The Redskins have opened the rookie portion of their camp, and yet their most important rookie is not there yet. Robert Griffin III, whose value to the franchise is incalculable based on the investment the team has made in him and the hopes they have levied on him, remains in a contract stalemate with the team. Although rookie contracts typically have been routine under the new CBA, the hangup here is over “offset language” — a tricky development of the new league labor agreement.
In short form, offset language occurs in cases where teams release former first-round players prior to the third year of a four-year deal, with fifth-year options held by the team. With offset language in the contract, the team would be allowed to release the player prior to the end of the contract and get back part of what would have been a fully guaranteed final year of the deal. For instance, if the first-rounder was due to be paid $5 million in the final year but another team signed that player for $3 million, the team that drafted the first-rounder originally only would be on the hook for the difference — $2 million.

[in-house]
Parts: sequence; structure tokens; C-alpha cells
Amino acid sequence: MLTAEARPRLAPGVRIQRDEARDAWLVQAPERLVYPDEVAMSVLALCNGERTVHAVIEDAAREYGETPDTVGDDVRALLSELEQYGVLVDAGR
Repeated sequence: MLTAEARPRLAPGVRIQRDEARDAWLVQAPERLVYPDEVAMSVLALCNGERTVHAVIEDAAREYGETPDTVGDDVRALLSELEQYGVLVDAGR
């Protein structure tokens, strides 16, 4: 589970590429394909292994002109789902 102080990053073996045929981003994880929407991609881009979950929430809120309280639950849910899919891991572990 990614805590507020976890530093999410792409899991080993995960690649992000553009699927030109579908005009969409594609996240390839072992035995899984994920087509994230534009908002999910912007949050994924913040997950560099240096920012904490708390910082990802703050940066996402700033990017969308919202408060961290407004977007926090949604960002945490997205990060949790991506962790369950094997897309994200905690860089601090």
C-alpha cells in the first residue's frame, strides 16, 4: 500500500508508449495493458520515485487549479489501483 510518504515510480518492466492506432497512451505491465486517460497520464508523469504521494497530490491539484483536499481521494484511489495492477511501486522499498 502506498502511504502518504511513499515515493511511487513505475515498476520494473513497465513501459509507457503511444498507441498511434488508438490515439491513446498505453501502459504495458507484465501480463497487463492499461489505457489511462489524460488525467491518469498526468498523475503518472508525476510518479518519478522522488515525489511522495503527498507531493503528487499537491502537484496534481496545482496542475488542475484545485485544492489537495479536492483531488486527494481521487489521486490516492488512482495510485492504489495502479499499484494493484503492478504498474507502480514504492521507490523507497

In shorter form: The teams want the language in the contracts; the players don’t want to give the teams any easier ways to opt out of their contracts.
This is the stall with Griffin and agent Ben Dogra with the Redskins. It’s expected to be cleared up soon, as sources say they don’t anticipate a long holdout. Griffin said last week he was OK with a contract that included offset language.
The Redskins know they can’t wait too long to sign Griffin and start up the hype train they got rolling when they traded for the second pick of the draft. This team needs him in there to take charge of the huddle, even if veterans don’t report until July 25.